Huge FAA Certification Milestone for the Cento Autonomous Cargo eVTOL

Cento will perform point-to-point deliveries later this year 8 photos
Photo: MightyFly
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The California-based MightyFly is gearing up for one of its most exciting phases so far. Only a few months after publicly unveiling its flagship cargo aircraft at the beginning of this year, the company has made tremendous progress, and it now has the green light from the FAA (Federal Aviation Administration) for two public flight debuts.
The exact time hasn't been officially confirmed yet, but the large autonomous cargo drone developed by MighyFly will soon conduct its first point-to-point deliveries in Michigan. These demonstration flights are the result of a collaboration between MightyFly and the Michigan Office of Future Mobility and Electrification.

Another partnership, this time with the US Air Force, will result in Cento's first public demonstrations for the military. The oversized drone will prove its ability to load, transport, and unload cargo fully autonomously.

The demonstration deliveries mark a huge turning point for the startup and are now possible due to a recent milestone related to certification. The company secured FAA approval for a flight corridor, and it actually became the first company in the US that makes large autonomous cargo eVTOLs to receive this approval.

What this means is that the autonomous Cento is allowed to operate between the New Jerusalem and Byron Airports in California, flying as high as 5,000 feet (1,524 meters). An additional SAC (Special Airworthiness Certification) further enables MightyFly to take the next step toward BVLOS (beyond visual line of sight) testing with the help of a chase airplane.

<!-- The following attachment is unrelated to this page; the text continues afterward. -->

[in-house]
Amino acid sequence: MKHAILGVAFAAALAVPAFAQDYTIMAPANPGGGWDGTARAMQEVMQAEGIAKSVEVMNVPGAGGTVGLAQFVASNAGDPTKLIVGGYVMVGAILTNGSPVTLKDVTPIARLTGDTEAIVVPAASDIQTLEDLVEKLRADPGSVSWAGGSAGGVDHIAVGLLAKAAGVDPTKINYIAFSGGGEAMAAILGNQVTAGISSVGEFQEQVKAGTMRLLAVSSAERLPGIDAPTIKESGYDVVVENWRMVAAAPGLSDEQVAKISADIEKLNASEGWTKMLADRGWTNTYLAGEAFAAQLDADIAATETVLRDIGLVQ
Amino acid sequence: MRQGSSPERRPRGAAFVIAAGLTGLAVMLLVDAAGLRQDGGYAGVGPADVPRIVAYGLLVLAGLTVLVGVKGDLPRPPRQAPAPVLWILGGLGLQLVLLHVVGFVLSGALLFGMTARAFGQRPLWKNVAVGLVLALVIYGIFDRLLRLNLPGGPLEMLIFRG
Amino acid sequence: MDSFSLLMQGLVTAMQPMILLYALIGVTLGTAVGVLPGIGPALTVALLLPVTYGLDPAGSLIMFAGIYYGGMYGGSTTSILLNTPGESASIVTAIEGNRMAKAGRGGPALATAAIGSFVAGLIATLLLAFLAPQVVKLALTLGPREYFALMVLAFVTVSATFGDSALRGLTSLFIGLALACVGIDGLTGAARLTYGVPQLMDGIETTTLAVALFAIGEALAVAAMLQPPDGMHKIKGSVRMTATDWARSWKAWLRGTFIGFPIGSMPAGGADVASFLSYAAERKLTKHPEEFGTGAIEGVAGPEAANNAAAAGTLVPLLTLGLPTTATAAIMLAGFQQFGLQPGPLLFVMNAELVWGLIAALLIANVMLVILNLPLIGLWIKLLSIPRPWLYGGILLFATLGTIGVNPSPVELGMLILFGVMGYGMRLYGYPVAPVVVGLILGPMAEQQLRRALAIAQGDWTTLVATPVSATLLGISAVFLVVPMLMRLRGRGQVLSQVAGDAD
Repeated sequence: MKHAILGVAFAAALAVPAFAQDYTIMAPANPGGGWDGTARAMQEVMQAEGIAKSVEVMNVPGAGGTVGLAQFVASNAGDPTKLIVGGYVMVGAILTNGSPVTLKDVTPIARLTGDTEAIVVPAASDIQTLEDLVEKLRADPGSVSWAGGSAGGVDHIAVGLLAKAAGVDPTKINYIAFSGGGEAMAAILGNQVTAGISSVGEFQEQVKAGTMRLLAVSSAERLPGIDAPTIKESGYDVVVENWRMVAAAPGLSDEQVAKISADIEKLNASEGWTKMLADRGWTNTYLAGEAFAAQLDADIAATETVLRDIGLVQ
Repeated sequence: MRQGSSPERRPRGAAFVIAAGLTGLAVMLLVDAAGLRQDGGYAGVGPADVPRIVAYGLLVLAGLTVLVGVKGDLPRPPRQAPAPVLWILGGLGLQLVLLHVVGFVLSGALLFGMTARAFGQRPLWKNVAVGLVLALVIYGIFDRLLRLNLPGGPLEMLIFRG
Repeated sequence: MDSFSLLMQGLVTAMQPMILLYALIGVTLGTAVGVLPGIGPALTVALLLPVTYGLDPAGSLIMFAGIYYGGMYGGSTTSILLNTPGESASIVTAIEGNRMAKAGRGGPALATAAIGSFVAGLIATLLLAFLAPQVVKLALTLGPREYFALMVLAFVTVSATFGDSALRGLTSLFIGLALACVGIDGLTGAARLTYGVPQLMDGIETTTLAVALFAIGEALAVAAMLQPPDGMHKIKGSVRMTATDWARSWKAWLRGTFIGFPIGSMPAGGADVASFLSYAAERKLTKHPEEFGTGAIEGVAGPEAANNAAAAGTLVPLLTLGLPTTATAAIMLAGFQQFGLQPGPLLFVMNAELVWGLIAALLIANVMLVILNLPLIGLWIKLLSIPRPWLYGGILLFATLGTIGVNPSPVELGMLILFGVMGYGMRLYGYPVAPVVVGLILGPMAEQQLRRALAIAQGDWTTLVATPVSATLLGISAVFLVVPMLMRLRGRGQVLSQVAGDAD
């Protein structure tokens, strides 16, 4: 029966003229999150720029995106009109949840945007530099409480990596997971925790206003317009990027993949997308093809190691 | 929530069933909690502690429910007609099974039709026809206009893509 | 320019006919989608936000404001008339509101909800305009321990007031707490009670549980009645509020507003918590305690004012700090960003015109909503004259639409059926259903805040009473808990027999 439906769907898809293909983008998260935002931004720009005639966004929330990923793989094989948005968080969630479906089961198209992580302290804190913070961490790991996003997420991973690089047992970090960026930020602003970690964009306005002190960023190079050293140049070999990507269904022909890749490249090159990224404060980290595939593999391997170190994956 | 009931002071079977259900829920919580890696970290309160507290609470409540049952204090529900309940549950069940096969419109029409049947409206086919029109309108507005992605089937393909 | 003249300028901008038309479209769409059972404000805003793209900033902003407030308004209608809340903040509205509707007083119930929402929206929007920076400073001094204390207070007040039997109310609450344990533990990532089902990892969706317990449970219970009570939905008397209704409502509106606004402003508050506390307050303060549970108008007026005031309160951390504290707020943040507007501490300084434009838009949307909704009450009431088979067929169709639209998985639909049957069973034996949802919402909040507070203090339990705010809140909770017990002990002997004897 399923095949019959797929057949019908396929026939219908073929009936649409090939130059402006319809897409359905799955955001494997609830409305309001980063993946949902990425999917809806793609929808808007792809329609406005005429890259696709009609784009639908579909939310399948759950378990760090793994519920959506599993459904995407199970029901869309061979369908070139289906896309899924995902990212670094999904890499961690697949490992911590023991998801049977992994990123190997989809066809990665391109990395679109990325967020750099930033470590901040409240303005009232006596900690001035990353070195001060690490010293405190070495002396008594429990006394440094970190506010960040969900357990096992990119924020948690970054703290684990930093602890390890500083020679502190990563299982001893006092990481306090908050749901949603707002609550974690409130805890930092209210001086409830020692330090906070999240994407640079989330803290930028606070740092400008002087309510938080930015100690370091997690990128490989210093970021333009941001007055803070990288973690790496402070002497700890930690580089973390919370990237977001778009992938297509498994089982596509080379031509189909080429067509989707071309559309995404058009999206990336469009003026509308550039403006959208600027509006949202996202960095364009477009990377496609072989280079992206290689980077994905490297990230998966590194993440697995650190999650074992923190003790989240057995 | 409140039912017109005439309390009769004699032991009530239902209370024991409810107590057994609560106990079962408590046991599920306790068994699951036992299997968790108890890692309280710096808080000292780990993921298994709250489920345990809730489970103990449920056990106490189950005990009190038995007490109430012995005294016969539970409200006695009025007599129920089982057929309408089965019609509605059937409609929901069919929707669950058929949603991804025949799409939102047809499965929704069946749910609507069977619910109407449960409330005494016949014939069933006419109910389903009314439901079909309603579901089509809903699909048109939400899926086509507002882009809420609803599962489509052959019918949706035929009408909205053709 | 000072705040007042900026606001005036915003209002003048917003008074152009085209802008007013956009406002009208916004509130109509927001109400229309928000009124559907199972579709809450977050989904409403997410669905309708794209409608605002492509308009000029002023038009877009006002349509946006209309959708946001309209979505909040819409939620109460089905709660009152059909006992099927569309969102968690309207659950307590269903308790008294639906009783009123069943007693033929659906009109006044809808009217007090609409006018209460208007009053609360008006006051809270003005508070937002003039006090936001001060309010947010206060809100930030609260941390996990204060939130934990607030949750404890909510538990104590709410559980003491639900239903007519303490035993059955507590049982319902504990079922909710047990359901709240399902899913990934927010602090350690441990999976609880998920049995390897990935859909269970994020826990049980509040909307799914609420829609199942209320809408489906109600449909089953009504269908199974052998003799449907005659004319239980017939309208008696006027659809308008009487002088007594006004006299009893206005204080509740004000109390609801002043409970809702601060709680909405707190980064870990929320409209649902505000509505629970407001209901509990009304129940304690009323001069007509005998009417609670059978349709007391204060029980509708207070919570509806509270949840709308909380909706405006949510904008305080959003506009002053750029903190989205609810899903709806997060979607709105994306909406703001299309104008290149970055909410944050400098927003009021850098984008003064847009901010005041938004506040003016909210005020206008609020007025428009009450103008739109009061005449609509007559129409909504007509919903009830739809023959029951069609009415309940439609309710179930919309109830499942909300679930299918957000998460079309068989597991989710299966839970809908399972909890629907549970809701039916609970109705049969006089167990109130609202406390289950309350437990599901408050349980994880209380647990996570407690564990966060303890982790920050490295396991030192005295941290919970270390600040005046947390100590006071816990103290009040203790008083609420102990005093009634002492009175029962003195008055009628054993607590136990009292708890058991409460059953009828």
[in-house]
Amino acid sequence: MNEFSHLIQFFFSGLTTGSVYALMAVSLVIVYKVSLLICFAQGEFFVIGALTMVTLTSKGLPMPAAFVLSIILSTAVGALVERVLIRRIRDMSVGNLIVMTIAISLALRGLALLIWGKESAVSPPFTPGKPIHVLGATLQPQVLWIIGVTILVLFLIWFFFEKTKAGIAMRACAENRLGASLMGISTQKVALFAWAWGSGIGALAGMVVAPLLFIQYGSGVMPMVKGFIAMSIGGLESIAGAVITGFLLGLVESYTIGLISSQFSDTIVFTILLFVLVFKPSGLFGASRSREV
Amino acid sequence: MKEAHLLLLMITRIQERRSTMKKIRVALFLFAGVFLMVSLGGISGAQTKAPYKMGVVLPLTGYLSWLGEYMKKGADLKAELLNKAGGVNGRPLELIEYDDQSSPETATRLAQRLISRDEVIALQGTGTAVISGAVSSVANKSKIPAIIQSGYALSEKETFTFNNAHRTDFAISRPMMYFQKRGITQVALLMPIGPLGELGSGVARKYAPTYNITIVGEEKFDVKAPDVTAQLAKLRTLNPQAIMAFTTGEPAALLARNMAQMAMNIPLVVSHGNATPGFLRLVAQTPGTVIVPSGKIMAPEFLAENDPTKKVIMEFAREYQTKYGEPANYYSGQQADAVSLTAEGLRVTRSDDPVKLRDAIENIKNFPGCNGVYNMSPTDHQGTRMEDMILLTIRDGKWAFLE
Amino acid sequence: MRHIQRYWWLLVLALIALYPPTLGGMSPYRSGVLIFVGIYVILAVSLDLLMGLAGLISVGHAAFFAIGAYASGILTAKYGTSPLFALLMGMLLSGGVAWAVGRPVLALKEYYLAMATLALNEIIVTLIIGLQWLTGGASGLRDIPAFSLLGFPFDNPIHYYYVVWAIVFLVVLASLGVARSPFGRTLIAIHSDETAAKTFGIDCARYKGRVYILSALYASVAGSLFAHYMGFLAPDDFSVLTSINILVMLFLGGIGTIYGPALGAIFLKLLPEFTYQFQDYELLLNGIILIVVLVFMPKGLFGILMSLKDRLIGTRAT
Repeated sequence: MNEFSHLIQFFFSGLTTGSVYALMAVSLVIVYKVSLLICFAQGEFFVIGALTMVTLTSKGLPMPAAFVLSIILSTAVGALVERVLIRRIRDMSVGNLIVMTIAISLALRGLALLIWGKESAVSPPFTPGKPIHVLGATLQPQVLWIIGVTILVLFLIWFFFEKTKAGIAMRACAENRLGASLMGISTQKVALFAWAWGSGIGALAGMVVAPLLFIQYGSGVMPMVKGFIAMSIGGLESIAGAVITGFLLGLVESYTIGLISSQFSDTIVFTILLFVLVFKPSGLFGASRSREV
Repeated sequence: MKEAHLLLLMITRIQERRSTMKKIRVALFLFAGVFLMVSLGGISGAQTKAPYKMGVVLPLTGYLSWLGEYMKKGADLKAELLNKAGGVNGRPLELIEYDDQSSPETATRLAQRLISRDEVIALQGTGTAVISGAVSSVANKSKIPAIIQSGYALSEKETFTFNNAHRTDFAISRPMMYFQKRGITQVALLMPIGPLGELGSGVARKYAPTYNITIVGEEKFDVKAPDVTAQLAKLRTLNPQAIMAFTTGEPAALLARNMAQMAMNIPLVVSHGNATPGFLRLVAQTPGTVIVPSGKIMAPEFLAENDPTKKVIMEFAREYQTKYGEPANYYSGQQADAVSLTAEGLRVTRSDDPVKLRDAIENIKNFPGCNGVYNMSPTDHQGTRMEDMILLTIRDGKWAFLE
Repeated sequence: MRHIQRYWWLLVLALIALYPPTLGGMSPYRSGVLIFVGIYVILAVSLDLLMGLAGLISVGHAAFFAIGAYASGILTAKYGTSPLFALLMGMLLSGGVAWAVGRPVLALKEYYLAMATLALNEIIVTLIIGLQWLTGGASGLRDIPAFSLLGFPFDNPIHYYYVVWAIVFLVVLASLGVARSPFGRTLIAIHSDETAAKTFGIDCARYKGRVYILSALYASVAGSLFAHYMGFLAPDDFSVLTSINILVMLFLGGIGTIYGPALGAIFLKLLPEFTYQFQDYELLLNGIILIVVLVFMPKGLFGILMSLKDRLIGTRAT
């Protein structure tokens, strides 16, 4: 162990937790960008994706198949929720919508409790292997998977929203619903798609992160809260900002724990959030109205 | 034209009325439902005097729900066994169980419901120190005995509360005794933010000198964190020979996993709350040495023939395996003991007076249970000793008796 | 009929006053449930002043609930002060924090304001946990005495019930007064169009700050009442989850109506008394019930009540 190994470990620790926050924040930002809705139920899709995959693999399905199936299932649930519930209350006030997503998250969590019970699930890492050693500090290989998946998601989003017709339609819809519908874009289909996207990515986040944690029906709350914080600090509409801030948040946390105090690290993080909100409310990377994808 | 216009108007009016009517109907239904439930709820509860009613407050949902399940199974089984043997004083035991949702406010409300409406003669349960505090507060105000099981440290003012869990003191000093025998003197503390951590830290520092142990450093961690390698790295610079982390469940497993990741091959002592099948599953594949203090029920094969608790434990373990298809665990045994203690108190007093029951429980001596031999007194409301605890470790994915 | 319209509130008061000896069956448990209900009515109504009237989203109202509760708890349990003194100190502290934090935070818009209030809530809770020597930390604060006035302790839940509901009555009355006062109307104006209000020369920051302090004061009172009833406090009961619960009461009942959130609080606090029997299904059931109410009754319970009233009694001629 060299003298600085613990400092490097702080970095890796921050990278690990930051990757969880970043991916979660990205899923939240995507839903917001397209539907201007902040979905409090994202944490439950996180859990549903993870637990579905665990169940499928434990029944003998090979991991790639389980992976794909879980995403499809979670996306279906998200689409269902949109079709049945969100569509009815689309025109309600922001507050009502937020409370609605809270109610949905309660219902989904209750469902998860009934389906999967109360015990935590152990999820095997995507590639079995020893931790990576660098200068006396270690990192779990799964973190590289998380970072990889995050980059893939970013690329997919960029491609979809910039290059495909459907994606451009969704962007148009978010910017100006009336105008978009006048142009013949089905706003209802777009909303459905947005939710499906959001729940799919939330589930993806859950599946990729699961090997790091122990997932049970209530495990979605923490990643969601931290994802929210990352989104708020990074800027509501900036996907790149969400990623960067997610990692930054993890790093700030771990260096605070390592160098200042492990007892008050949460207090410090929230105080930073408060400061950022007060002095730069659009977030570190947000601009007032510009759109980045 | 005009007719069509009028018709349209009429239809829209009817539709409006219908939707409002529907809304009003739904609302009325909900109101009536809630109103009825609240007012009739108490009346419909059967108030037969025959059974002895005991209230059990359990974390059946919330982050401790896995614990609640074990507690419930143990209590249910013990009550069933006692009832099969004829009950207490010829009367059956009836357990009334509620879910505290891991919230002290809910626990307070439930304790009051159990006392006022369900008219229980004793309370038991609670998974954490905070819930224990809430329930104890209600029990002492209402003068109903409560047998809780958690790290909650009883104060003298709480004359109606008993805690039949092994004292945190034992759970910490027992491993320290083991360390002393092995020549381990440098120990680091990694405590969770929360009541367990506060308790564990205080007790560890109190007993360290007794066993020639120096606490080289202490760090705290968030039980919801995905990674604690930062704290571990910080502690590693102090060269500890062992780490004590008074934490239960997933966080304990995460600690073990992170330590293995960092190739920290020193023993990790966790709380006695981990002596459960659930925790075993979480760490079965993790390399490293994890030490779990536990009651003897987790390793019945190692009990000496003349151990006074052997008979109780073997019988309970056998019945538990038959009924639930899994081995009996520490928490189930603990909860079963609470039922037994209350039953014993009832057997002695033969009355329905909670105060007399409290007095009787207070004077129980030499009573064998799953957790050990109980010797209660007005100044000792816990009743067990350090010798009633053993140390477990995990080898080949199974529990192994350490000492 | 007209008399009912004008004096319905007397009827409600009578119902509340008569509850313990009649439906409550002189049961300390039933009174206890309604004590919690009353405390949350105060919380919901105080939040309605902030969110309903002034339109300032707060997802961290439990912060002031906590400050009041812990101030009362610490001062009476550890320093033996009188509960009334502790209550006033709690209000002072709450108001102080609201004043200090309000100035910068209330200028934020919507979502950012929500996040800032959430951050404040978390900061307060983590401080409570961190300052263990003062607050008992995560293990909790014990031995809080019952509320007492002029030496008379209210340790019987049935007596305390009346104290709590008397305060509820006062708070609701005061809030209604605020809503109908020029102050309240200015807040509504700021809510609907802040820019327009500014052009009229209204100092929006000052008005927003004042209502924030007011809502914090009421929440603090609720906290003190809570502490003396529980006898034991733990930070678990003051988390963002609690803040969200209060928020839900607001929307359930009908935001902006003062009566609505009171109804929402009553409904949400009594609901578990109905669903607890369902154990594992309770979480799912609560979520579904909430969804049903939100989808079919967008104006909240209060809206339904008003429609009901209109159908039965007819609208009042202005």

This approval milestone will basically propel MighyFly toward advanced, real-world testing of its large autonomous aircraft. Testing autonomous flight capabilities within the general aviation airspace, for instance, is a huge step forward. On the other hand, it allows MightyFly to conduct point-point demonstration deliveries, such as the upcoming ones in Michigan and with the US Air Force so that potential customers and partners can see what the Cento aircraft actually does.

Cento's commercial potential seems limitless. Due to its large size, hybrid capabilities, and autonomous operations, Cento could become a game-changer for all sorts of deliveries, from medical supplies and manufacturing components to military essential cargo.

The third-generation Cento comes with a larger cargo bay compared to the previous prototypes. The bay was also adapted to be compatible with standard cooler boxes for the safe transportation of blood bags and donor organs.

The dedicated ALMS system enhances the process of autonomous cargo loading. The Cento is able to open and close its cargo bay door autonomously, receive and eject packages, plus move and secure the packages inside the bay. Performance-wise, this hybrid drone promises a range of 600 miles (966 km) and a top speed of 150 mph (241 kph). The goal is to combine long-range capabilities with advanced autonomous operations.
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About the author: Otilia Drăgan
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Otilia believes that if it’s eco, green, or groundbreaking, people should know about it (especially if it's got wheels or wings). Working in online media for over five years, she's gained a deeper perspective on how people everywhere can inspire each other.
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